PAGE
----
If you blinked, you would have missed it. For a brief moment last week, as its army beat a hasty and undignified retreat from southern Lebanon, Israel seemed to plunge into an abyss of self- deprecation and embarrassment.
But now, the short period of Israel’s international humiliation is over, and everyone is fervently hoping it won’t return — especially the prime minister.
Ehud Barak’s enhanced public standing after the successful Lebanon withdrawal, pundits here say, will enable him to make far-reaching concessions to the Palestinians and brave the political backlash from the right.
With the West Bank quiet now after a period of violence, Barak has reportedly given the green light for a resumption of suspended “back-channel” negotiations between Shlomo Ben-Ami, Israel’s minister of internal security, and Ahmed Karia, the speaker of the Palestinian parliament.
The talks were in Stockholm, but will reportedly move to the Middle East.
The Israeli daily Ha’aretz cited informed Israeli sources as predicting that the two sides will reach a framework for a final peace agreement within weeks. The drafting of the accord, the paper reported, had “passed the point of no return.”
Other media here say the Israeli side is now entertaining proposals for Israel to relinquish 92 percent of the West Bank. Settlement leaders in the Jordan Valley warned Tuesday they would not abandon their homes if Barak hands the region over to the Palestinians.
As the focus shifts back to the Palestinians, the national mood is a far cry from last week, when it appeared to many that the once-invincible Israel Defense Force was coming home with its tail between its legs, whipped by a few hundred determined fighters supported by Syria and equipped by Iran.
Israel’s deterrent credibility had been dealt a serious blow, people said.
This had been exacerbated, for all the world to see, by Israel’s perceived heartless treatment of its allies — the soldiers of the South Lebanon Army. They and their families followed the Israeli troops to the border and begged for asylum in the Jewish state.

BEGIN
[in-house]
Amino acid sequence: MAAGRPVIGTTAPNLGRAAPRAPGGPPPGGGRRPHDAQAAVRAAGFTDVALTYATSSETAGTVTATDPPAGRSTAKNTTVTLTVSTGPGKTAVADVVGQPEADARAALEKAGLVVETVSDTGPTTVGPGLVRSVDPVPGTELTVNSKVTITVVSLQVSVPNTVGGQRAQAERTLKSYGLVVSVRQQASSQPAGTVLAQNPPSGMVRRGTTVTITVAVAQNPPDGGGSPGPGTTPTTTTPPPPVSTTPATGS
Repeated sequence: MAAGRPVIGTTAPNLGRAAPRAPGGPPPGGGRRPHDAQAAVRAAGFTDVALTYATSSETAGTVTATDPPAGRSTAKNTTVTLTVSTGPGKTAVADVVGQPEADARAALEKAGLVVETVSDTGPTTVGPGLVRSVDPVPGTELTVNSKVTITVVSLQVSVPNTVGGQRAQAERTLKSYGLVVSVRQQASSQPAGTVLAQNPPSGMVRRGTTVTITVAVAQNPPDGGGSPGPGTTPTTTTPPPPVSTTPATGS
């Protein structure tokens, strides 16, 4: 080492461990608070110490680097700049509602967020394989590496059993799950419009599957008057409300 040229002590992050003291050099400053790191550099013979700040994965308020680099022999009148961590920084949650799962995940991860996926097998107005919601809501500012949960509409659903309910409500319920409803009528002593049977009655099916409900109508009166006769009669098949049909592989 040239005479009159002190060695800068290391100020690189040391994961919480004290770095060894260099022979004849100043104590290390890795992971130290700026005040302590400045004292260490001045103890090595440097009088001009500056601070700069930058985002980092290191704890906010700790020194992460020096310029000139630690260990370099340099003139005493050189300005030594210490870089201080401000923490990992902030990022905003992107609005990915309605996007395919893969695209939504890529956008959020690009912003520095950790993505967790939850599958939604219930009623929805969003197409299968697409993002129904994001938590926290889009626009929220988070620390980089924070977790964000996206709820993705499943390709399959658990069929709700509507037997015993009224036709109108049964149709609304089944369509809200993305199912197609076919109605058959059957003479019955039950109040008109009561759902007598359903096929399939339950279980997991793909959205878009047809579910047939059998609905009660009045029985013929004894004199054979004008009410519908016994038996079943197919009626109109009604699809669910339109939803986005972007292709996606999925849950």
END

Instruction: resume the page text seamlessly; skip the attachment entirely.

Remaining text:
Barak’s stock in public opinion plummeted to an all-time low. People talked openly of the imminent collapse of his rickety coalition.
They speculated over whether former Prime Minister Benjamin Netanyahu’s involvement in a police investigation would be over in time for him to make his comeback and challenge Barak for the premiership.
Twenty-four hours later, on May 24, with the last IDF soldier out — shown on television phoning his worried mom — the atmosphere metamorphosed.
Suddenly it was as though the army had returned from some triumphant feat of arms. People congratulated each other on the streets as though there was a victory to celebrate.
By the weekend, the same Israel that midweek had been on the brink of despair, was vigorously engaged in rejoicing over the end of 22 blood-stained years in Lebanon.
Barak’s name was on everyone’s lips as the genius of strategy and statesmanship. Media columnists were eating their words as fast as they could, and joining in the mass splurge of national gratification.
The Hezbollah? Well, perhaps they would turn to politics, religion and social welfare now, and say farewell to arms.
Deterrence? Israelis rehearsed their prime minister’s somber warnings to Lebanon and Syria to prevent cross-border attacks, or face massive Israeli reprisals against Lebanese infrastructure and Syrian targets inside Lebanon.
The SLA? Granted that was unpleasant. But now Israel was welcoming thousands of them into its midst, providing them with temporary homes, schools for their kids — and liberal cash handouts to assist those wishing to settle abroad.
The conscience qualms aroused by this episode were being eased.
Barak’s stock had never been higher. His instructions to the army to exercise restraint in the face of provocations on the other side of the barbed wire border fence were praised as statesmanlike.
Lone voices on the right muttering about a loss of staying power or of national pride were drowned out in a nationwide cacophony of congratulations.
Wrapping up the Lebanon front, U.N. special envoy Terje Larsen was expected to announce formally that Israel had completed its withdrawal in compliance with Security Council Resolution 425, opening the way for the United Nations to expand its force on the border.
Israeli officials hope that reinforced U.N. peacekeepers will reduce the risk of border incidents that could flare into a conflagration across the whole front.
Meanwhile, the premier was slated to fly to Berlin on Thursday to meet with President Clinton, and separately with Chancellor Gerhard Schroeder of Germany. After receiving their compliments over the success of the withdrawal, he was expected to focus the discussion on the talks with the Palestinians.
The Archive of the Jewish Telegraphic Agency includes articles published from 1923 to 2008. Archive stories reflect the journalistic standards and practices of the time they were published.